Nell, it seems, had won a singing contest that got her listed with a local radio station as a possible replacement for traveling bands. So, when she got a call to fill in for the gravid Ms. Kappelhoff, she gladly acquiesced, and then didn’t think much more of it, until years later, when, says Don, “that girl changed her name, Doris Kappelhoff changed her name … to Doris Day.”
Nell also performed several times with the enormously influential (and Texas-tied) trombonist Jack Teagarden, and sang for him on a 45-rpm USO record for the soldiers overseas during World War II.
“Nell probably had the looks and the talent to be a big-band singer,” Don says, “but she would’ve had to travel with bands, and that is not a good way `to live`.”
Though her parents wouldn’t allow her to go on the road (because she’d have to undress on a bus full of males, among other indecorous possibilities), or wear black dresses (they were for “hussies” — which word she pronounces with a delightfully emphatic “zz”), Nell says she never begrudged them their decision, and rather agreed with it. “I just couldn’t bow down to `those standards`,” she says. “I knew something would happen. You can’t just be a nice girl, and stay that way. It’s just, I don’t mean that they’re tramps, but I didn’t want to.”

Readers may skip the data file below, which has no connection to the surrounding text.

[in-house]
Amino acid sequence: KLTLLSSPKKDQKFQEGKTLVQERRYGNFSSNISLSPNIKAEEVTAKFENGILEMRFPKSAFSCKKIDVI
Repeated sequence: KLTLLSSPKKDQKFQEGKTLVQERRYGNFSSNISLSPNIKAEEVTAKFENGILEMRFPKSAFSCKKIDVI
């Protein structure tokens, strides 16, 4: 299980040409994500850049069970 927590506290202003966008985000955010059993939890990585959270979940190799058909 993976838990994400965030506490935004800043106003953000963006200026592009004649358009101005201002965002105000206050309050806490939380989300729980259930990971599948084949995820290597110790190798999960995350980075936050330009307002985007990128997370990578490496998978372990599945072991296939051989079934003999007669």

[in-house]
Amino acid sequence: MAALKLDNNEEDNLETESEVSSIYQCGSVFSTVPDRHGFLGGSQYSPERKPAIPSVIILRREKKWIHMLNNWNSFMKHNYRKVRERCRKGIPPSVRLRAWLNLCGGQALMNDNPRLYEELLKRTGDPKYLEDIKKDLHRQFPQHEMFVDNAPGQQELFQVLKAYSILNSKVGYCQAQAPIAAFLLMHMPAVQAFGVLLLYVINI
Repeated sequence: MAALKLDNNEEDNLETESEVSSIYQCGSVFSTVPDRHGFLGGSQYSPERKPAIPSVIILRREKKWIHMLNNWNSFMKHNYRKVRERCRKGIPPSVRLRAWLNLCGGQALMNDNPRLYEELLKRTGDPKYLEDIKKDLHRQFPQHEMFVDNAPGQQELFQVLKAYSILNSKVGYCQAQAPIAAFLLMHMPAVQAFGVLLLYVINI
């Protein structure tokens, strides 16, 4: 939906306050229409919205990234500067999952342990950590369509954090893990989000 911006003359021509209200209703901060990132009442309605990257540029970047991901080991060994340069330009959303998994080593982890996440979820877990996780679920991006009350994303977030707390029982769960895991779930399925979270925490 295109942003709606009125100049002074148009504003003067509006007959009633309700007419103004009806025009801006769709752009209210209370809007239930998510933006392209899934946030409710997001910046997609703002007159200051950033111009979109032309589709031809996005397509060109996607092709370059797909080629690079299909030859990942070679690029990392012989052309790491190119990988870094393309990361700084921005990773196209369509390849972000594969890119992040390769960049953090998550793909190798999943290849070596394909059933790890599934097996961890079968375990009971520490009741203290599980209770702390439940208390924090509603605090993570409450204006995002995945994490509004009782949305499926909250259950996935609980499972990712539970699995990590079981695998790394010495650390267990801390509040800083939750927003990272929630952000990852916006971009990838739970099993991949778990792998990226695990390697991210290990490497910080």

Nell also was a stenographer and campaigner who worked in close proximity with Lyndon B. Johnson during his pre-Washington years; she calls the late statesman “my hero.”
For his part, Don is an immoderately decorated Air Force veteran: A Distinguished Flying Cross, a Purple Heart, seven air medals, and the distinction of having at one time been the youngest aircraft commander in the Strategic Air Command are ample reminders of his 20 years of military service. Recently, he has taken to referring to himself as “a sober Dean Martin.”
Back at Sage, Slavin gives the pipes a break and calls up the Wotens, separately. Nell, a small white hand gripping the mic stand, glides her way sweetly and gracefully through “Ain’t Misbehavin’” and “Mood Indigo”; Don, all corners and charm, offers an indeed Martin-esque “You’re Nobody ‘Til Somebody Loves You,” then brings it down for “It Had to Be You,” with loving finger-points at You-Know-Whom, prompting a requisite — but sincere — chorus of “awwws.”
“The reason we have such a good marriage,” theorizes Nell, “is because I’m a 5-o’-clock-in-the-mornin’ getter-upper, and he’s just about going to bed then … I don’t need to see anybody early in the morning, I can do everything I need to do, and he `thinks` ‘Hell, we got a maid came in and cleaned up — everything just `looks` awful nice.’ About 10:30, 11 — breakfast. We have a good marriage … Not everyone in their 80s goes around singing and married to a younger man.”l